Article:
When we were playing marbles around the the cypress trees at Ocean Grove Primary School, little did we comprehend how complicated life would become. Our only interest was winning, honing our skills and showing the other boys how clever we were.
There is an innocence and naivete in being young that is precious because once innocence is lost, it can never be regained. Innocence allows the young to wonder, imagine and rejoice in the world around them. This guilelessness makes wonder and exploration exciting and new. The ocean is a catalyst for stories and wonderful horizons, a forest, a place of scary stories and imaginary creatures … and so on.
It is bad enough that wars and famines destroy that youthful wonder daily, but even when we don’t have these monstrosities we still kill wonder. To put it coldly: too many of our young children know too much. They don’t have to wonder or imagine because it is all done for them. Television and the internet leaves nothing for their forming imaginations. But this loss of innocence is particularly noticeable when it comes to human sexuality. What the average 12 year old knows today far exceeds the knowledge of most 12 year old fifty years ago. Has this extra, early knowledge made for healthier adult humans? I don’t think so. It has tragically led to an overly sexualised society from our children up. Sexuality has lost much of its wonder, beauty and mystique. But I digress.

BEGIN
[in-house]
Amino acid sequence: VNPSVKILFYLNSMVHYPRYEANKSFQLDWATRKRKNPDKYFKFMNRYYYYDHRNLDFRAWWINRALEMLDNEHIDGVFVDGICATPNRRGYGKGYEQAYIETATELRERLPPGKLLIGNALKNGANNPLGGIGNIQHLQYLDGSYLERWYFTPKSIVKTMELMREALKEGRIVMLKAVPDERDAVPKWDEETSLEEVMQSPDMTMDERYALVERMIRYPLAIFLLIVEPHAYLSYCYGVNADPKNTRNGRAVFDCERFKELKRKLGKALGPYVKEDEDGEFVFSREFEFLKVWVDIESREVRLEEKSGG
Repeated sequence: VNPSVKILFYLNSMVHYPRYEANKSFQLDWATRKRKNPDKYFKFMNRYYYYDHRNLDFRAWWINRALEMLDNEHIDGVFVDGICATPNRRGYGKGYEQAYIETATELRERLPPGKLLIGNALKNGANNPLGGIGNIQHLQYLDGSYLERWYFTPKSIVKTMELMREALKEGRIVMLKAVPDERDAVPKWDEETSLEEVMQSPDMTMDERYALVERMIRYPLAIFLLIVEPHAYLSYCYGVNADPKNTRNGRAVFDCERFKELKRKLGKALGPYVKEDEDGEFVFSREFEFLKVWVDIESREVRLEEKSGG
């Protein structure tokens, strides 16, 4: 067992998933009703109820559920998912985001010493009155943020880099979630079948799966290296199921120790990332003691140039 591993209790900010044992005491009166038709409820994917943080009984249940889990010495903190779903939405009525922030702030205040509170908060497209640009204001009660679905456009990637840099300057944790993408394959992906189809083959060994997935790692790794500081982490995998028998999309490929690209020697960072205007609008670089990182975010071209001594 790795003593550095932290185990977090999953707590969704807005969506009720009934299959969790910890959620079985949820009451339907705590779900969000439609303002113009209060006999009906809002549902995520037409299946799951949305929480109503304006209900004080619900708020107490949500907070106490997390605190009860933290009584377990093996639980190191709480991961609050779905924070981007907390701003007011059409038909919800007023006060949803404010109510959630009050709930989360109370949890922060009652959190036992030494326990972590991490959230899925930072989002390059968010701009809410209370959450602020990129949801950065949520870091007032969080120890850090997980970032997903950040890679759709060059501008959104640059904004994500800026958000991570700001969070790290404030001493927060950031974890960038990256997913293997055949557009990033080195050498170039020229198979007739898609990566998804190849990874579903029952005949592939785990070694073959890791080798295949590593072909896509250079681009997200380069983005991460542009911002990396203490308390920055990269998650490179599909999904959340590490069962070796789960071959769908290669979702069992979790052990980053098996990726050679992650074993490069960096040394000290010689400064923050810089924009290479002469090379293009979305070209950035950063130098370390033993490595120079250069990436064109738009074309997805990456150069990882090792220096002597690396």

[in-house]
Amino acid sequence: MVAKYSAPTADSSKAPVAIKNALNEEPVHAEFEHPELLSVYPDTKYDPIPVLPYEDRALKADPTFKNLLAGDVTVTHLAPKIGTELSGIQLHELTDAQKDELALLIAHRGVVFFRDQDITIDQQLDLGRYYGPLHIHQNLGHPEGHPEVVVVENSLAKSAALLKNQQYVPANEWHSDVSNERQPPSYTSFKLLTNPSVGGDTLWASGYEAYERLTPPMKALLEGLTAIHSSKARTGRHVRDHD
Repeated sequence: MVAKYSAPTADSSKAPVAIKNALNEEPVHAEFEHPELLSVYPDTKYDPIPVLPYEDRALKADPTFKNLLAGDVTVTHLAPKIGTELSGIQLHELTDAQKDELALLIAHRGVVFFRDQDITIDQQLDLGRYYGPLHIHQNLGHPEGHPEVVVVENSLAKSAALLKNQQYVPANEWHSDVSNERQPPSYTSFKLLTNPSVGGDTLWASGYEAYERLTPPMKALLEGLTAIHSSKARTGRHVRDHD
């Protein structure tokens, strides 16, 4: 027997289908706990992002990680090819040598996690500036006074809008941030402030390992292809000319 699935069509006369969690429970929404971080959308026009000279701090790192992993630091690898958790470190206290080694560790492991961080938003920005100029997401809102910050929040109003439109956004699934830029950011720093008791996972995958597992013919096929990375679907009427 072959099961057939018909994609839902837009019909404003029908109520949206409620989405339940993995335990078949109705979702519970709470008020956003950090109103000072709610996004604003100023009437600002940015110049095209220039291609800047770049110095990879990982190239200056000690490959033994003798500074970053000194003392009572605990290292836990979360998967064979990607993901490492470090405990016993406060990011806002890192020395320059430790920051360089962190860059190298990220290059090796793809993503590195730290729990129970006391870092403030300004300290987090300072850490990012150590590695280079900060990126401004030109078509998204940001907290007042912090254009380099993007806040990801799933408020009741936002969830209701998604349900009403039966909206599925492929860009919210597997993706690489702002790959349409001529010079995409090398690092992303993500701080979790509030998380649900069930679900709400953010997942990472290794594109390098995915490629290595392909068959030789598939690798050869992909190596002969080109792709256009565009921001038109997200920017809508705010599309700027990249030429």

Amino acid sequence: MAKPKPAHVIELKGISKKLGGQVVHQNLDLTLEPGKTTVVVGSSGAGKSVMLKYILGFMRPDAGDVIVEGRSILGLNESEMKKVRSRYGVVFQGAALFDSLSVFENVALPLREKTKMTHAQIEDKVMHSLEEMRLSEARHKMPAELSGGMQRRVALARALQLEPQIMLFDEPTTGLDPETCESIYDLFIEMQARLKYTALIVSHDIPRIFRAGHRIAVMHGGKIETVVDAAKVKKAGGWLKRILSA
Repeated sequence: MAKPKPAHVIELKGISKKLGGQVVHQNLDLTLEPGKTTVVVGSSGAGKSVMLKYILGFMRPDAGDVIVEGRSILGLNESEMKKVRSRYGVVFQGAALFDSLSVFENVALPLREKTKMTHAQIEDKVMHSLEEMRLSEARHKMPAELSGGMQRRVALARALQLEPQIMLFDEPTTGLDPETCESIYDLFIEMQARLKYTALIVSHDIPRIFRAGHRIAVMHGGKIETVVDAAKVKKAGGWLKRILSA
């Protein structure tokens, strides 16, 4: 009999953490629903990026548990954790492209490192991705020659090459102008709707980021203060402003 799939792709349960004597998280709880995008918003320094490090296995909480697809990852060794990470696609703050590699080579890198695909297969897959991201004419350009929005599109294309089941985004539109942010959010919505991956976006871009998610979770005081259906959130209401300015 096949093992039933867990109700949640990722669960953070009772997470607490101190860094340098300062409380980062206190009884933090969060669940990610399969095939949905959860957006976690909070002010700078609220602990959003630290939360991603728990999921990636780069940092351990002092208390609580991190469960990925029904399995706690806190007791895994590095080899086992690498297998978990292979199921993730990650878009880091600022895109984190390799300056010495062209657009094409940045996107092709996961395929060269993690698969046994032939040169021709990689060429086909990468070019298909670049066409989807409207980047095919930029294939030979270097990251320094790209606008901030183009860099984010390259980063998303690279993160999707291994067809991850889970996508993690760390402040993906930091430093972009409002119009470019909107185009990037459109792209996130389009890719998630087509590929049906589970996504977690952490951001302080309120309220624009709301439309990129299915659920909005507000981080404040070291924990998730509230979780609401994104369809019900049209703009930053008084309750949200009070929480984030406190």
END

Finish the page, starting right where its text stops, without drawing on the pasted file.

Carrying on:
My plea is that we give our children room to wonder, imagine and explore without imposing upon them our adult understanding too early. That reality will come soon enough – we don’t need to rush it. Our kids need to room to imagine, explore and create – to reveal the world as they see it.
I wonder what Leonardo da Vinci’s childhood was like? I can’t imagine that his parents told him that his fantastical pictures of helicopters and machines were idiotic imaginings. He, I think, was allowed to wonder, and that wonder stayed with him for his whole life.
Technology is a wonderful thing, but there is nothing beyond the keyboard for children any longer. Everything is at their fingertips.
As a child, I might take a piece of rope, a length of plastic pipe, and some duck tape. How many different things I could make of those three simple items. Imagination and wonder seem to be a thing of the past. What does the future hold for a generation without imagination and wonder? I wish I was young enough not to wonder such a thing.